Impact of Noise Reduction Algorithm in Cochlear Implant Processing on Music Enjoyment

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Abstract

Objective:

Noise reduction algorithm (NRA) in speech processing strategy has positive impact on speech perception among cochlear implant (CI) listeners. We sought to evaluate the effect of NRA on music enjoyment.

Study Design:

Prospective analysis of music enjoyment.

Setting:

Academic medical center.

Patients:

Normal-hearing (NH) adults (N = 16) and CI listeners (N = 9).

Intervention:

Subjective rating of music excerpts.

Main Outcome Measures:

NH and CI listeners evaluated country music piece on three enjoyment modalities: pleasantness, musicality, and naturalness. Participants listened to the original version and 20 modified, less complex versions created by including subsets of musical instruments from the original song. NH participants listened to the segments through CI simulation and CI listeners listened to the segments with their usual speech processing strategy, with and without NRA.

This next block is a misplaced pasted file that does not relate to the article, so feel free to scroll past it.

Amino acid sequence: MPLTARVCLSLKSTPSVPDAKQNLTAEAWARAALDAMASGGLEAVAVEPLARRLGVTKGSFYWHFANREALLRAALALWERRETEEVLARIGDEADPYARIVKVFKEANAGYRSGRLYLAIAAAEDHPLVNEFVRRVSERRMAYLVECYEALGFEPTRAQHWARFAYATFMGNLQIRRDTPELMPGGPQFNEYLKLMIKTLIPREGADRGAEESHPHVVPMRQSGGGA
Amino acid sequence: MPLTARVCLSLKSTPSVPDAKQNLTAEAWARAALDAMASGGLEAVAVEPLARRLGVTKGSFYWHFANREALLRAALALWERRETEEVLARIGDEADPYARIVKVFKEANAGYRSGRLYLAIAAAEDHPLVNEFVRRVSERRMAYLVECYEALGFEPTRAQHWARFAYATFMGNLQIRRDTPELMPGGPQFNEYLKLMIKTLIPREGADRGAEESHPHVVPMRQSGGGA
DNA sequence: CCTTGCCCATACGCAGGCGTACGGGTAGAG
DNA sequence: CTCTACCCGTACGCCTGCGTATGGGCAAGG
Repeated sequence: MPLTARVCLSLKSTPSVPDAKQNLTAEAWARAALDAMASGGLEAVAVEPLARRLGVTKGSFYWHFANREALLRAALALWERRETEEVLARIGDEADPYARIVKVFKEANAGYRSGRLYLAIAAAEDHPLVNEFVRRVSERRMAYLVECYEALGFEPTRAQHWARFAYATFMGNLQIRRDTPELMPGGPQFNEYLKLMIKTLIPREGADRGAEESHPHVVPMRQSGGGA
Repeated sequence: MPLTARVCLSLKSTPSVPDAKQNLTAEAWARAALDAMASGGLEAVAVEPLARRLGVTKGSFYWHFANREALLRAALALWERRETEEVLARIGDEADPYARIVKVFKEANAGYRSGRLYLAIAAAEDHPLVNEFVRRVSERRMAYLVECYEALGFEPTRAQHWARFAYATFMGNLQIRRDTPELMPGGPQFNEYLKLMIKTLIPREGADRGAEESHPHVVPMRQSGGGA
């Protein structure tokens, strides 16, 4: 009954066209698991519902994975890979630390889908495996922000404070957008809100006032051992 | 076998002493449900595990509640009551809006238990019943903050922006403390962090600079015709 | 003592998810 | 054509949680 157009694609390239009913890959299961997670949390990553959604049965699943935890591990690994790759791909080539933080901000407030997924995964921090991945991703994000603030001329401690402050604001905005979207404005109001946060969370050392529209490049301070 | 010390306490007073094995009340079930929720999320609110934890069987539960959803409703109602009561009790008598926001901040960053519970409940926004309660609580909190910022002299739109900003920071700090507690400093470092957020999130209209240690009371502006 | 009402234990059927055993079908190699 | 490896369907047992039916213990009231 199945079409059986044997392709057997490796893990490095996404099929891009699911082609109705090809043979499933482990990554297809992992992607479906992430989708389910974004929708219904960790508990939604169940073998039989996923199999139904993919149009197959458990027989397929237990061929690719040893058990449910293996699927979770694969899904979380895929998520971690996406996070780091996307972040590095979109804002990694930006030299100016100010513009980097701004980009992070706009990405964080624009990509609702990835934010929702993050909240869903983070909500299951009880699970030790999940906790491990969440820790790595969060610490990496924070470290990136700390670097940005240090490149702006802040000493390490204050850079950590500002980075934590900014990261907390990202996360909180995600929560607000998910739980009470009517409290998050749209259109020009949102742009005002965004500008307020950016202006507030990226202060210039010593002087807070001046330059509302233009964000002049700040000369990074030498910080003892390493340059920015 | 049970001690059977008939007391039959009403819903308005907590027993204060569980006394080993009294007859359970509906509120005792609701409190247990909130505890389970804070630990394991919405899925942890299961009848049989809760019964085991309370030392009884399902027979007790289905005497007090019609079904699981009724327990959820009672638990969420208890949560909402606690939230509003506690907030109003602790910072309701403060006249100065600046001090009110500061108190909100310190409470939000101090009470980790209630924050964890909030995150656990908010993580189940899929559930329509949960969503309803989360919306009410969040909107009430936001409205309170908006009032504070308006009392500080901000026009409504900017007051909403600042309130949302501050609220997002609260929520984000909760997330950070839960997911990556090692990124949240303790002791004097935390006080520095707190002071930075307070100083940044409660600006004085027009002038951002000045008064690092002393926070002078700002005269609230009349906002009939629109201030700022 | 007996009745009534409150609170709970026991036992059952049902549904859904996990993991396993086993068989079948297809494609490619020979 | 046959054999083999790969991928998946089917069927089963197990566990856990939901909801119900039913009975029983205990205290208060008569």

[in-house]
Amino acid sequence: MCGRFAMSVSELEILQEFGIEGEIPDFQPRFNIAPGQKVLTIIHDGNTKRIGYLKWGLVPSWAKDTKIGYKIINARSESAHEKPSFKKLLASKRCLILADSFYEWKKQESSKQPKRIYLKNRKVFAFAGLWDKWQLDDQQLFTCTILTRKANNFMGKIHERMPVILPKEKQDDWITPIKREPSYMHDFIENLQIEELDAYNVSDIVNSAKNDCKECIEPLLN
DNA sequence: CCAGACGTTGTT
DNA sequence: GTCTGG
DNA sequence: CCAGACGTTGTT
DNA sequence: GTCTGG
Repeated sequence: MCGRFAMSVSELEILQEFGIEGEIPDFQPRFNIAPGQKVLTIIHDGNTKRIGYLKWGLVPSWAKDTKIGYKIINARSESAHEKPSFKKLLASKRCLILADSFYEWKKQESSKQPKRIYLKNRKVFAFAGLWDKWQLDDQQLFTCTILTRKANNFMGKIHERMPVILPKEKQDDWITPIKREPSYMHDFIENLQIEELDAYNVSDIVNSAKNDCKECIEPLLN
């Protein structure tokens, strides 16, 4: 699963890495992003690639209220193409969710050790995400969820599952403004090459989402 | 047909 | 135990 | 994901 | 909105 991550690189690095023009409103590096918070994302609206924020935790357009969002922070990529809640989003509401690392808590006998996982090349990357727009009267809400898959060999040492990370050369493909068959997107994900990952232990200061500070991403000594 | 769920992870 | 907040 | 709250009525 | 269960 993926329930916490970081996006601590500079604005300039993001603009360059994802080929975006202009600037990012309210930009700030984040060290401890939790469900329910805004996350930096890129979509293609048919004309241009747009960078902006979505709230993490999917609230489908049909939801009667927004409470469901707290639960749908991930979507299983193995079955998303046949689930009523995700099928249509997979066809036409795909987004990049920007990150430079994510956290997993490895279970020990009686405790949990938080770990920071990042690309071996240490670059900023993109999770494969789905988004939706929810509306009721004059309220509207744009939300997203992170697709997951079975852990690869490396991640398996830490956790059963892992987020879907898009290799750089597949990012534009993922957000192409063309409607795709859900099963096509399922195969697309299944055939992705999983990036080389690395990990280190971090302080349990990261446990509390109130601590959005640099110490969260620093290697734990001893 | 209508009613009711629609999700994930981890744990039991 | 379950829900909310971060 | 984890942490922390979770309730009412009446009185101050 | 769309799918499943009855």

Results:

Decreasing the number of instruments was significantly associated with increase in the pleasantness and naturalness in both NH and CI subjects (p < 0.05). However, there was no difference in music enjoyment with or without NRA for either NH listeners with CI simulation or CI listeners across all three modalities of pleasantness, musicality, and naturalness (p > 0.05): this was true for the original and the modified music segments with one to three instruments (p > 0.05).

Conclusion:

NRA does not affect music enjoyment in CI listener or NH individual with CI simulation. This suggests that strategies to enhance speech processing will not necessarily have a positive impact on music enjoyment. However, reducing the complexity of music shows promise in enhancing music enjoyment and should be further explored.

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